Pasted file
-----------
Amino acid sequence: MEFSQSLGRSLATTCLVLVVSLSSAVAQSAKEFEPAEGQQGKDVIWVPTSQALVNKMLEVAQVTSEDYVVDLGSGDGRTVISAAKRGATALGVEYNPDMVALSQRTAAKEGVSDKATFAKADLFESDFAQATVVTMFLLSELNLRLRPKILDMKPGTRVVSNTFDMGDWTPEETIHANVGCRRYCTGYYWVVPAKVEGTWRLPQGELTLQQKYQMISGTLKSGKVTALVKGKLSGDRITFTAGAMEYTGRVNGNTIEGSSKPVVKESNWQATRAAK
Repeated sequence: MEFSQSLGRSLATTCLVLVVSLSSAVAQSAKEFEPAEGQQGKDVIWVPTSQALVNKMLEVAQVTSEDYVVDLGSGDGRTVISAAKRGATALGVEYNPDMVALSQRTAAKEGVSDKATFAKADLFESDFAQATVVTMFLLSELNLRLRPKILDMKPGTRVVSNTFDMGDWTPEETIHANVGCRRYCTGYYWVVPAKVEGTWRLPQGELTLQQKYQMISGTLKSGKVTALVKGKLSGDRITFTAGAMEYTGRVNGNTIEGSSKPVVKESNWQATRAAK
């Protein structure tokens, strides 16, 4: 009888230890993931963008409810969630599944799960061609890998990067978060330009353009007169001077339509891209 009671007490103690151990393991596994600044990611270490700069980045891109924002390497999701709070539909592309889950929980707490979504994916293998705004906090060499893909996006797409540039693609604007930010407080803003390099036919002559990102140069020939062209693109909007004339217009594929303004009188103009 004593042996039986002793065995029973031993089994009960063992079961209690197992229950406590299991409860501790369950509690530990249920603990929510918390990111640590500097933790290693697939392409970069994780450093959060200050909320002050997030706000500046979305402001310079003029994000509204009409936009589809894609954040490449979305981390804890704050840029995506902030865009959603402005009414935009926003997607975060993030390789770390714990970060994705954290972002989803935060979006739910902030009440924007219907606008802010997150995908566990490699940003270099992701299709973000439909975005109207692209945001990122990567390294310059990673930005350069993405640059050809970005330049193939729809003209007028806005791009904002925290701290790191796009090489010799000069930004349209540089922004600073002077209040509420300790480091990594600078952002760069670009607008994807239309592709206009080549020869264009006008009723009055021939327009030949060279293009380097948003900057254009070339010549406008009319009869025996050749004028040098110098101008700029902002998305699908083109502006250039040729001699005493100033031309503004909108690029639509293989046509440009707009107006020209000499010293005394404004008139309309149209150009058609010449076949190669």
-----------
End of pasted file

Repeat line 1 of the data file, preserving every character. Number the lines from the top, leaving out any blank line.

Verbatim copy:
Amino acid sequence: MEFSQSLGRSLATTCLVLVVSLSSAVAQSAKEFEPAEGQQGKDVIWVPTSQALVNKMLEVAQVTSEDYVVDLGSGDGRTVISAAKRGATALGVEYNPDMVALSQRTAAKEGVSDKATFAKADLFESDFAQATVVTMFLLSELNLRLRPKILDMKPGTRVVSNTFDMGDWTPEETIHANVGCRRYCTGYYWVVPAKVEGTWRLPQGELTLQQKYQMISGTLKSGKVTALVKGKLSGDRITFTAGAMEYTGRVNGNTIEGSSKPVVKESNWQATRAAK